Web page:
Consumer Debt Victoria - PDSC Trustee Site

Get Started Today!

Our Bankruptcy Trustees are here to help!

Questions?

Also be sure to check out our FAQ Pages

Debt Calculator

Compare Your Debt Repayment Options

Explore PDSC by Topic

PDSC Testimonials
Read More >>>

"I really didn't want to go bankrupt and was relieved to learn that I could file a Consumer Proposal. "
~Lyn - Sooke


"Everyone was helpful and made the process of going bankrupt easy for us to understand."
~Neil - Victoria


2014-05-22 20:27:02

Secured Credit Cards

What is a Secured Credit Card?

Secured credit cards are credit cards that require a deposit to be put down against the credit limit.  Dependent on the card the credit limit will either be a percentage of this deposit, or the same as the deposit. This deposit will be placed in an untouched high interest account and will be returned in full, upon cancellation of the card (assuming you don’t default on your payments).

It's difficult today to get by without a credit card. If you want to stay in a hotel, rent anything,  or even buy food on the ferry, you are out of luck if all you have is a debit card.  Secured credit cards function in the same way as a regular credit card, so you receive a monthly bill, have a credit limit,  and are subject to the same fees and penalties as on a regular card.  However, they represent a much lower risk to the provider so you can be approved with bad credit.

Pros and Cons

Pros

  • You can be approved with bad credit, and as long as you manage the card responsibly, secured credit cards are an excellent way to start rebuilding a damaged credit score.
  • Most secured credit cards report to a credit bureau, which is important if you are trying to rebuild your credit score.  Prepaid credit cards often do not, so while they give some of the benefits of the secured credit cards they do not help with your score.
  • Even if you get into trouble with your card, you won’t be sent to collections because the provider can settle your account using your deposit.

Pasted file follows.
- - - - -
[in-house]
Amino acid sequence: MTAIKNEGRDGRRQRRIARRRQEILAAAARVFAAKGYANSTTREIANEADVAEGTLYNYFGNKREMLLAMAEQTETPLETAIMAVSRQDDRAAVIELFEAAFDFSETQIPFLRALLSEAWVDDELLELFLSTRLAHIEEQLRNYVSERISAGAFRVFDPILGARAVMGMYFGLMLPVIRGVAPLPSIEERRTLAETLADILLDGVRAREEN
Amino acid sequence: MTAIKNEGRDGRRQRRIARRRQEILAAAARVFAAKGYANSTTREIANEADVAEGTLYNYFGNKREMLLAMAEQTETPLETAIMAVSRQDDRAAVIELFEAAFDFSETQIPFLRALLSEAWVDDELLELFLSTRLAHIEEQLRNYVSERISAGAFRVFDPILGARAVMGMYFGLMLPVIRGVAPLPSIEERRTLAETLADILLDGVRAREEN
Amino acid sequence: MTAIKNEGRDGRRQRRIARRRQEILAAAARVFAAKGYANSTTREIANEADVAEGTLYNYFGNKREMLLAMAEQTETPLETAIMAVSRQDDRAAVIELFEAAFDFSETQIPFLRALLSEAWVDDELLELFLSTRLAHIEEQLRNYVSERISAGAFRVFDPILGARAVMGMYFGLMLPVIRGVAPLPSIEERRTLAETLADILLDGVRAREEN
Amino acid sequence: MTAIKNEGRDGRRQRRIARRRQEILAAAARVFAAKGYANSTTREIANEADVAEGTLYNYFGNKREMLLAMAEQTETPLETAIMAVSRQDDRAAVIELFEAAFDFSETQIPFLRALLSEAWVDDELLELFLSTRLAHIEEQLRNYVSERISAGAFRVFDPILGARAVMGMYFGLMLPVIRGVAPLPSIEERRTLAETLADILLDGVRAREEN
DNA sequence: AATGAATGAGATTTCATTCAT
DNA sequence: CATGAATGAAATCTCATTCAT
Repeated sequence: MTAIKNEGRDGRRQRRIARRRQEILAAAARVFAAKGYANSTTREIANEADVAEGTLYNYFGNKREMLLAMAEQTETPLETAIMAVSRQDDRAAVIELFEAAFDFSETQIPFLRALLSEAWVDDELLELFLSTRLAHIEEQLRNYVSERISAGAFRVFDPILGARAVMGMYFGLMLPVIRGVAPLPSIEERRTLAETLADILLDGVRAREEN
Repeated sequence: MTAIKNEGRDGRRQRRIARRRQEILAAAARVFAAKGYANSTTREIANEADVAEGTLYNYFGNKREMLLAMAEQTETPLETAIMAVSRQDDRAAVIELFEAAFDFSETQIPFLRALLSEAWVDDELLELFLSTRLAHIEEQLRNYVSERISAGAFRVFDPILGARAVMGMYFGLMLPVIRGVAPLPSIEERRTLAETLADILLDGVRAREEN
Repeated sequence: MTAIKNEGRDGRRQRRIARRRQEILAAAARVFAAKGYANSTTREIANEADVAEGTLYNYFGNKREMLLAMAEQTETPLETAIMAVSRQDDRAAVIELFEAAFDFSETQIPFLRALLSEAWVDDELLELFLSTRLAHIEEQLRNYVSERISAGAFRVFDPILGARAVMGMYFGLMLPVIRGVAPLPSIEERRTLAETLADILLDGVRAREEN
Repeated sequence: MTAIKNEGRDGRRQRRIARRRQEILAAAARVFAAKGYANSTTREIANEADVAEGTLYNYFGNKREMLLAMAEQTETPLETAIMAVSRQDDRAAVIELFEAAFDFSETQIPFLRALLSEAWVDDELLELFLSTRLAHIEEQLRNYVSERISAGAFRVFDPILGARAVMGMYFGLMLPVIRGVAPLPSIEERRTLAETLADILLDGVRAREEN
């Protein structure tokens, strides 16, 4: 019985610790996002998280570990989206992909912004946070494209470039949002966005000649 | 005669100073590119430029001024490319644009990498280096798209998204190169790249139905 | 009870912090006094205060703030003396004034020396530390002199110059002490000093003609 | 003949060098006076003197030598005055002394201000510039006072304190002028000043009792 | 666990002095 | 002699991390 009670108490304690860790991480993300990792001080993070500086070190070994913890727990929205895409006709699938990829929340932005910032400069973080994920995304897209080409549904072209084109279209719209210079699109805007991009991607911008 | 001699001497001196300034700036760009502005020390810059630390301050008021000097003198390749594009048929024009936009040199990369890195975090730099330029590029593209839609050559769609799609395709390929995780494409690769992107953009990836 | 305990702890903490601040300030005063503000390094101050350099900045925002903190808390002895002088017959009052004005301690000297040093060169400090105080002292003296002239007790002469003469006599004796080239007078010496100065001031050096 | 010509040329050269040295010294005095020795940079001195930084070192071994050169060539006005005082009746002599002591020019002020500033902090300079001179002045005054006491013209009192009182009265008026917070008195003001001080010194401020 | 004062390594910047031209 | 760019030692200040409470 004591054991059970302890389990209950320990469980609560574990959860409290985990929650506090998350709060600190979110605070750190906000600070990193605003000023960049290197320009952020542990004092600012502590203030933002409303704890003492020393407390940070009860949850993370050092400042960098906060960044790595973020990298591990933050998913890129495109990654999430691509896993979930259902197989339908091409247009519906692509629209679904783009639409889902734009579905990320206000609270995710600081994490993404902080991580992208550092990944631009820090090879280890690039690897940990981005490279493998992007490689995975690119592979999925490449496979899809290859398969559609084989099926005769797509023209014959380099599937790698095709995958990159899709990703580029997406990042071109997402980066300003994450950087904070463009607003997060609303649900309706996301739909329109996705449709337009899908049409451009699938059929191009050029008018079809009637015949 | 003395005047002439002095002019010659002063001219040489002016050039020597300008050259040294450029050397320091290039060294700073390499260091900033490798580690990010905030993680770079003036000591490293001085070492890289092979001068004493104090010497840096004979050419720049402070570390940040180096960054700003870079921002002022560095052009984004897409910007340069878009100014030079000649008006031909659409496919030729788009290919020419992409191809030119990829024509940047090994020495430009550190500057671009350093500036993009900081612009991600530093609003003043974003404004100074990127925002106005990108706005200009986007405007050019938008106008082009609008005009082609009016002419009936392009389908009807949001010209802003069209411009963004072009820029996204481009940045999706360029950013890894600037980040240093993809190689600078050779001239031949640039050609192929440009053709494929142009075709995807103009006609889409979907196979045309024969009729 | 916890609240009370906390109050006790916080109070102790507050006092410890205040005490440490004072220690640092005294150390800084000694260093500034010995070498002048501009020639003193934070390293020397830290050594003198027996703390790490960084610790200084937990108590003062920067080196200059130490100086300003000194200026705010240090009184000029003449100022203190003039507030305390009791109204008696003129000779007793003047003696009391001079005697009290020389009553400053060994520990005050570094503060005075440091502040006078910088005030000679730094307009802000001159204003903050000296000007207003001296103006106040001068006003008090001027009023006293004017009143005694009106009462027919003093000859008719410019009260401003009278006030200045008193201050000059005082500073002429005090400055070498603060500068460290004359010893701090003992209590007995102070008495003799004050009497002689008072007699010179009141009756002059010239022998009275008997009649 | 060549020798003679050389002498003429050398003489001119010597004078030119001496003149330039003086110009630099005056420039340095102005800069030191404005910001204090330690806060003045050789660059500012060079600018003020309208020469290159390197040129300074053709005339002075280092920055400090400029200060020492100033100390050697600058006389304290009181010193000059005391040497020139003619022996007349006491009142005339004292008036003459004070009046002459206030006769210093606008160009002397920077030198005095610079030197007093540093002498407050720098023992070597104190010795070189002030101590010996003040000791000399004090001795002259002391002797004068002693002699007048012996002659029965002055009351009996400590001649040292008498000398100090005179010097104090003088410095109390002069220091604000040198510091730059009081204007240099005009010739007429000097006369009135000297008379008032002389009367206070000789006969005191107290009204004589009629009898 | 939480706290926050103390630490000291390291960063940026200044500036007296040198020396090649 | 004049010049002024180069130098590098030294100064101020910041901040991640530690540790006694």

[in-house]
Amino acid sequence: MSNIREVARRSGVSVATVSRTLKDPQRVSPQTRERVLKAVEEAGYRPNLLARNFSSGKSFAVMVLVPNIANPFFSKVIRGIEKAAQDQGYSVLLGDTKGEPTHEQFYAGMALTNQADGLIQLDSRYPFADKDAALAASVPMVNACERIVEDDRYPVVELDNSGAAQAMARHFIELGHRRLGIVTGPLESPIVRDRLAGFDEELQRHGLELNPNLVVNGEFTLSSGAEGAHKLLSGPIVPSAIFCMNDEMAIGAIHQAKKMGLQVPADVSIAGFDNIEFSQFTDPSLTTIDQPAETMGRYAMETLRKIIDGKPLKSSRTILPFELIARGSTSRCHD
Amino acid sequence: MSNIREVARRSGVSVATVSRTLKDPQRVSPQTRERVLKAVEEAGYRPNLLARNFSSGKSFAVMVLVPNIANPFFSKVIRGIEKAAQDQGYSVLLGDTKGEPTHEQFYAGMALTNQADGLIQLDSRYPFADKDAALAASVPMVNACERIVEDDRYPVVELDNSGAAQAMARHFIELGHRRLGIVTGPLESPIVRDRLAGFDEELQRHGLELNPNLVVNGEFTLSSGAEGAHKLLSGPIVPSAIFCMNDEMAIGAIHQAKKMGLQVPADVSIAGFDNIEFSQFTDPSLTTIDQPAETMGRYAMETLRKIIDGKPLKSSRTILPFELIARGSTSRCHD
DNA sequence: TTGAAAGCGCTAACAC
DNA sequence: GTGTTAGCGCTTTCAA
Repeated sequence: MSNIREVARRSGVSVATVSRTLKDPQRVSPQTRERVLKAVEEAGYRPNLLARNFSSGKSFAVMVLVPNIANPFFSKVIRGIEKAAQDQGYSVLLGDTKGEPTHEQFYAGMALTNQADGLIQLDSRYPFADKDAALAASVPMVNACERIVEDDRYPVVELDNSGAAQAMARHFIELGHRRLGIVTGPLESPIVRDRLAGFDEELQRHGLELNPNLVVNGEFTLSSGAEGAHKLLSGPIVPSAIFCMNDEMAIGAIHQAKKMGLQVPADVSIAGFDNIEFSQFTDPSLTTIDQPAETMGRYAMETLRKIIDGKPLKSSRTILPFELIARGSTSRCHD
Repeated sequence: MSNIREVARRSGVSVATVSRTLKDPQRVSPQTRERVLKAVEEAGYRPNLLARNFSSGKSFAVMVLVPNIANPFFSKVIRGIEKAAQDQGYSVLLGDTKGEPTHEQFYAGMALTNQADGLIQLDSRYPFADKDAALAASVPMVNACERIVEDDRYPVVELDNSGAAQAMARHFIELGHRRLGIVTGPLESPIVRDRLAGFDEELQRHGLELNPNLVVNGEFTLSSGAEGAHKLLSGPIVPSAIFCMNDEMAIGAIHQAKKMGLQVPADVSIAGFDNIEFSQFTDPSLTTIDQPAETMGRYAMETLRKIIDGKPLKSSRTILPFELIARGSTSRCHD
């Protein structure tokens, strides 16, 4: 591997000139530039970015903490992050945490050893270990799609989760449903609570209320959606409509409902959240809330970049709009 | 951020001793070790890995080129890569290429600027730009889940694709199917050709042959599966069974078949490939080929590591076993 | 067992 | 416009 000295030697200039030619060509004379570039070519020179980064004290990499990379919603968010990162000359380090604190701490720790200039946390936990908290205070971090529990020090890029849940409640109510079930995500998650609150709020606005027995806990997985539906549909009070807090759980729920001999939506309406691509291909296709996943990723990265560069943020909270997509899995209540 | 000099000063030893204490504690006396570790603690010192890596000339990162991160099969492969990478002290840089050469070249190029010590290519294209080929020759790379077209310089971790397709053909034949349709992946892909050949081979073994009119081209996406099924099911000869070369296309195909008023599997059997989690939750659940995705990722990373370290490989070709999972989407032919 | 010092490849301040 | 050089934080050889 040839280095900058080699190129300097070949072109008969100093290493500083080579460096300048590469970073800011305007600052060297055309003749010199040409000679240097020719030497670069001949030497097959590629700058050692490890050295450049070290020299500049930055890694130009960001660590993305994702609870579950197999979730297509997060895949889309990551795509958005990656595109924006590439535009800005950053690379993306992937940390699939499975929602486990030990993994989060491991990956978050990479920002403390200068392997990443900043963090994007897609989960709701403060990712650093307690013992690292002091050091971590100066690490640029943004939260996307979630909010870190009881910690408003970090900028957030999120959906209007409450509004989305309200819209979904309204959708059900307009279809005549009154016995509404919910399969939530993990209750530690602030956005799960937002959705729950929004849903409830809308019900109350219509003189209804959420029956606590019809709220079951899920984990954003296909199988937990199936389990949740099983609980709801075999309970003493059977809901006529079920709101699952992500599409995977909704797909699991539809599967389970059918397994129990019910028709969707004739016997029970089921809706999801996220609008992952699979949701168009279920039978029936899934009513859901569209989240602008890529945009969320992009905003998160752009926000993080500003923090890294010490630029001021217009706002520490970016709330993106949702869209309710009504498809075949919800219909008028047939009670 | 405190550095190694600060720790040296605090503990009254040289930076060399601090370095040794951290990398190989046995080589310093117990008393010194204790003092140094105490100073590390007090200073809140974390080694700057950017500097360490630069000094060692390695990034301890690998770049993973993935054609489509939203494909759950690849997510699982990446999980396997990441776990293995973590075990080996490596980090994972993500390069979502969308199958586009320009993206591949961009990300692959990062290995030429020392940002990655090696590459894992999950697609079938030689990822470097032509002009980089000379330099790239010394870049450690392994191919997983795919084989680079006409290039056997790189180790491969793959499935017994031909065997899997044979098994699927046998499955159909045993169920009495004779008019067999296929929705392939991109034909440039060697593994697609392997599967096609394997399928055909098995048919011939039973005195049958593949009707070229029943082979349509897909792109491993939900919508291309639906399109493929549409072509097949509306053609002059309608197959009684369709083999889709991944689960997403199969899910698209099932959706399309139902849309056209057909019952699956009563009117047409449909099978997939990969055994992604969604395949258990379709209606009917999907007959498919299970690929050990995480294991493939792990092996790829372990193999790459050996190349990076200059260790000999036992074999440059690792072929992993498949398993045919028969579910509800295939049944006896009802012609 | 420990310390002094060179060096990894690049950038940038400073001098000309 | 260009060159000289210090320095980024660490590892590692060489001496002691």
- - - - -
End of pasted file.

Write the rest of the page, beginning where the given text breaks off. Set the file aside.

Cons

  • The security deposit for a secured credit card must be paid upfront.  This means you must have $500 or $1000 at your disposal before you can get one. Possibly you will have to do a few months of saving before you can apply.
  • Most secured credit cards have high interest rates, which represent the risk of default.  Paying off your bill in full every month is a good way to avoid allowing this characteristic to negatively affect you.
  • They often also have many more fees than traditional cards, including fees for application, processing and an annual fee for just having the card.

 

What to Consider When Choosing

  • Fees – all secured cards will have fees, but some are much higher than others.  Read the terms and conditions before you sign anything
  • Minimum Deposit – some cards require the deposit to match the credit limit, others require only a percentage, shop around to find which works best for you.
  • Credit limit – What will you be using your card for?  If you want to rent a car a $200 limit won’t be enough.  If you just want to build credit by paying your phone bill every month then it will.
  • APR – Generally interest rates on secured credit cards are higher than traditional cards.  However there are some predatory companies out there so shop around and be aware.  Paying your full bill within the grace period will also help you avoid interest.
  • Is the provider a reputable bank? - There are plenty of predatory companies out there looking to prey on people with few options. A reputable bank will likely give you a fair deal.
  • Will the provider be reporting to the credit bureaus? –If you are trying to build your credit reporting is necessary.  A non-reporting card won’t help you at all.
  • Can your card be converted to an unsecured credit card?- Some cards convert to unsecured and return your deposit after a specified term of good payments.  This is a nice feature, but ultimately not necessary if you find a card that matches your other needs more closely.